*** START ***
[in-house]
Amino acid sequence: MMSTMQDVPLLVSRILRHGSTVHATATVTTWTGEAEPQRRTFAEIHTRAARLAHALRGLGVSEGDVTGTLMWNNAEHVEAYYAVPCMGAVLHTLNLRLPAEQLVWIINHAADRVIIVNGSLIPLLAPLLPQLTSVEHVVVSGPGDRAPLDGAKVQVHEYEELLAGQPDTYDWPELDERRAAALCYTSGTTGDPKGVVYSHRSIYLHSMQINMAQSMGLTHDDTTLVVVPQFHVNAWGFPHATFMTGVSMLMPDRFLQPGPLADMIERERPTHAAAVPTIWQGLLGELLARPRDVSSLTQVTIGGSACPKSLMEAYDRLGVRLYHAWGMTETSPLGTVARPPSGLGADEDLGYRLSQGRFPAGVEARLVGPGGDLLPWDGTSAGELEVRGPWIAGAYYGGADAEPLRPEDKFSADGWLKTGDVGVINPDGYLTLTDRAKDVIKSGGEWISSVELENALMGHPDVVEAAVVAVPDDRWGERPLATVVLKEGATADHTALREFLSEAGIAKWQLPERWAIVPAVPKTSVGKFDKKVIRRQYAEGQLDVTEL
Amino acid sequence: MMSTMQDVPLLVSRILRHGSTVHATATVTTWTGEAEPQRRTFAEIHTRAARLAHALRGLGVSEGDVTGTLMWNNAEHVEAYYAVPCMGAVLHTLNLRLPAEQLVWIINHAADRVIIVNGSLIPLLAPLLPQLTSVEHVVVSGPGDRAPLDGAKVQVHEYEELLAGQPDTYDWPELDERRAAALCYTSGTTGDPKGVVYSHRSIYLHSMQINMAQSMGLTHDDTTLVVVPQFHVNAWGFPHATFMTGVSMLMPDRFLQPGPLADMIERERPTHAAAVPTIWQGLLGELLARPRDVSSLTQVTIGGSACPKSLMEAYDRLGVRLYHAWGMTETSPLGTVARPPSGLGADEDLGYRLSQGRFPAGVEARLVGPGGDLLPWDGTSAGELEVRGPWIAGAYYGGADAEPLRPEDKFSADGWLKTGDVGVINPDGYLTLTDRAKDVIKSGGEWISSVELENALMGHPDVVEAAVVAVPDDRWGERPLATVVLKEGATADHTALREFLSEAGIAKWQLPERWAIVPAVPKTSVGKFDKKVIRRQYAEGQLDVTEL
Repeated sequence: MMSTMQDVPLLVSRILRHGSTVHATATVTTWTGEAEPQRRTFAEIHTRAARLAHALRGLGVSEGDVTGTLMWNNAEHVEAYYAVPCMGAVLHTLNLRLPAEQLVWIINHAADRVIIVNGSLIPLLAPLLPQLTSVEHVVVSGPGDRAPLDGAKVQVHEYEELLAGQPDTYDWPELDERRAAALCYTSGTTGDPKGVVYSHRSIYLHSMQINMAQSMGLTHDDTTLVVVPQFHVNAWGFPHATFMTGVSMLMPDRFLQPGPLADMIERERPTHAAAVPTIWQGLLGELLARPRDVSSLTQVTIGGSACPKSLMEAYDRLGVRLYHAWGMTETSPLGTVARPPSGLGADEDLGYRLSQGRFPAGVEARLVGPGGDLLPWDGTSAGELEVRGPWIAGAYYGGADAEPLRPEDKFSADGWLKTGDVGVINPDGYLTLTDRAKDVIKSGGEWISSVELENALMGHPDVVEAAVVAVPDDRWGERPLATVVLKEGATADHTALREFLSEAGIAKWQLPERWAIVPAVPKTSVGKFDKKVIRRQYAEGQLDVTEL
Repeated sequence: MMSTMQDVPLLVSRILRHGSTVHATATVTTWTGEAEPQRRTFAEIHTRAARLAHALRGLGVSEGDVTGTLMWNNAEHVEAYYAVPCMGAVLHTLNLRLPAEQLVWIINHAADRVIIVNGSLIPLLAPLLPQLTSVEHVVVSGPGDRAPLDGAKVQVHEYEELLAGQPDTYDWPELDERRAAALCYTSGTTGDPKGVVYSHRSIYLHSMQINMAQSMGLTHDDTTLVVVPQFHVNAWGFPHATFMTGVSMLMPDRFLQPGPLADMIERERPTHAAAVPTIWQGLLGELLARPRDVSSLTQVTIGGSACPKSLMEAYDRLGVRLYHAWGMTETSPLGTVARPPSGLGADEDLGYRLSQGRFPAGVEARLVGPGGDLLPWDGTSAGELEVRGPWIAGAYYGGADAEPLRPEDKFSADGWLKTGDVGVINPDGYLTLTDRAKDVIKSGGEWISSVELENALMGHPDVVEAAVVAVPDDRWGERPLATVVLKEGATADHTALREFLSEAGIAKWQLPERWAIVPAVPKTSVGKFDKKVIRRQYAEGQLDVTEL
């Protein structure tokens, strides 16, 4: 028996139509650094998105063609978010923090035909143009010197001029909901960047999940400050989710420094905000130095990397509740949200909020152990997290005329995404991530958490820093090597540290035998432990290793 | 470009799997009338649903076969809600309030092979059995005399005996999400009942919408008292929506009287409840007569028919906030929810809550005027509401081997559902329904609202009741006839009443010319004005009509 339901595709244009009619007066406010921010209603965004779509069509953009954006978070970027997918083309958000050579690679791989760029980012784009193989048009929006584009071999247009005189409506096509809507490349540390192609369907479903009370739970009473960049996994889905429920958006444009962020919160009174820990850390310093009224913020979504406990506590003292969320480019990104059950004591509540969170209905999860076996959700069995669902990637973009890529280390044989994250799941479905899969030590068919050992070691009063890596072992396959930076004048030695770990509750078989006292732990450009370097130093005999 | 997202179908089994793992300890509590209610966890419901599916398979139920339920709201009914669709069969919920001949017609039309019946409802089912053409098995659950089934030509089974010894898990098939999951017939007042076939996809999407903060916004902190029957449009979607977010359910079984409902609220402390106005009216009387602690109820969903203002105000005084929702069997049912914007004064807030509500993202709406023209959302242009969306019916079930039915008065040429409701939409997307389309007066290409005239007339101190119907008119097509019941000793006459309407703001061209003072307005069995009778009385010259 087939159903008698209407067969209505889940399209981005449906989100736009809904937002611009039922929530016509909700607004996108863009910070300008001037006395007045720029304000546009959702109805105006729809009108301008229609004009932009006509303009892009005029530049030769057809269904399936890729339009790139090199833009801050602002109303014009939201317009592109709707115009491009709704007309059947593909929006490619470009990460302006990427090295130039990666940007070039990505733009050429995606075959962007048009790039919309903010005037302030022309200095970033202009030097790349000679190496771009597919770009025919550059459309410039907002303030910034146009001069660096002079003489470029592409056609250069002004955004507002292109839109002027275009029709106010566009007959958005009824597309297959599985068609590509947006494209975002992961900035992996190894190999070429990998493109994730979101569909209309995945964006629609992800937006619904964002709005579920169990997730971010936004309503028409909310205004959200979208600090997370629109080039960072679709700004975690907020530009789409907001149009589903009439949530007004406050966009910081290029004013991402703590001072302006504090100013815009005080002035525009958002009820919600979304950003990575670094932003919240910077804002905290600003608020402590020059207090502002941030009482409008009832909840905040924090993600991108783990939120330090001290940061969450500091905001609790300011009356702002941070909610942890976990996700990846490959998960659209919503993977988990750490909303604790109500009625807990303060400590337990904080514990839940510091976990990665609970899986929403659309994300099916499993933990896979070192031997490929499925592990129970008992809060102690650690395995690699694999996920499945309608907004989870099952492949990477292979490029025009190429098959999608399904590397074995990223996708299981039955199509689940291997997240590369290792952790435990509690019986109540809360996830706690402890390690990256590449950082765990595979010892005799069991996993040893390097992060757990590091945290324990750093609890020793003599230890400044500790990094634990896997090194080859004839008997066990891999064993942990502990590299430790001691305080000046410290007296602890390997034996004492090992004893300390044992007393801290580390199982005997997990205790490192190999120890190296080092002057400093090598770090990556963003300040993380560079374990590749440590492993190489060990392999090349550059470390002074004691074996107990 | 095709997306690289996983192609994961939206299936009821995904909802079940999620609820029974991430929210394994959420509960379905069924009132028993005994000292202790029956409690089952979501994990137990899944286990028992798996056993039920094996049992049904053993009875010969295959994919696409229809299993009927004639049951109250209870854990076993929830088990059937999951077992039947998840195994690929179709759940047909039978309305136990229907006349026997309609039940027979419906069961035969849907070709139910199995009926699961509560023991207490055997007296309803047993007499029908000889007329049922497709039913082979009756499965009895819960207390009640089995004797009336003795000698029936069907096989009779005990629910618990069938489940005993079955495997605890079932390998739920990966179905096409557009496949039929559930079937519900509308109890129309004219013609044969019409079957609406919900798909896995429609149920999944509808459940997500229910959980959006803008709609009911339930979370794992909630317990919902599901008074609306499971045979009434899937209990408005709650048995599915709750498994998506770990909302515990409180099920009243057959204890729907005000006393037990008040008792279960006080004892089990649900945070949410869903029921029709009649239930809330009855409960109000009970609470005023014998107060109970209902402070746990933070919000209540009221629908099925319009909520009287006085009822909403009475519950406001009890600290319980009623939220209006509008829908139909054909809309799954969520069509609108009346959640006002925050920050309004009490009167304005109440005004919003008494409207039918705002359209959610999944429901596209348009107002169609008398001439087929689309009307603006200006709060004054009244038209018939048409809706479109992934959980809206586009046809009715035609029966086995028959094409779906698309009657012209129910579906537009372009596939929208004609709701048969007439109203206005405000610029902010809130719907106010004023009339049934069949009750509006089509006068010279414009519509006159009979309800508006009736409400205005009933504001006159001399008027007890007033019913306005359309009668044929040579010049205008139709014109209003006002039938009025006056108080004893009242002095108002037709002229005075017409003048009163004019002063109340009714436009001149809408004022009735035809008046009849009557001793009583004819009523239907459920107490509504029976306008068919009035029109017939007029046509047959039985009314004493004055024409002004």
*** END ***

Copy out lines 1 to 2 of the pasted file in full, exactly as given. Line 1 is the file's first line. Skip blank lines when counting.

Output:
[in-house]
Amino acid sequence: MMSTMQDVPLLVSRILRHGSTVHATATVTTWTGEAEPQRRTFAEIHTRAARLAHALRGLGVSEGDVTGTLMWNNAEHVEAYYAVPCMGAVLHTLNLRLPAEQLVWIINHAADRVIIVNGSLIPLLAPLLPQLTSVEHVVVSGPGDRAPLDGAKVQVHEYEELLAGQPDTYDWPELDERRAAALCYTSGTTGDPKGVVYSHRSIYLHSMQINMAQSMGLTHDDTTLVVVPQFHVNAWGFPHATFMTGVSMLMPDRFLQPGPLADMIERERPTHAAAVPTIWQGLLGELLARPRDVSSLTQVTIGGSACPKSLMEAYDRLGVRLYHAWGMTETSPLGTVARPPSGLGADEDLGYRLSQGRFPAGVEARLVGPGGDLLPWDGTSAGELEVRGPWIAGAYYGGADAEPLRPEDKFSADGWLKTGDVGVINPDGYLTLTDRAKDVIKSGGEWISSVELENALMGHPDVVEAAVVAVPDDRWGERPLATVVLKEGATADHTALREFLSEAGIAKWQLPERWAIVPAVPKTSVGKFDKKVIRRQYAEGQLDVTEL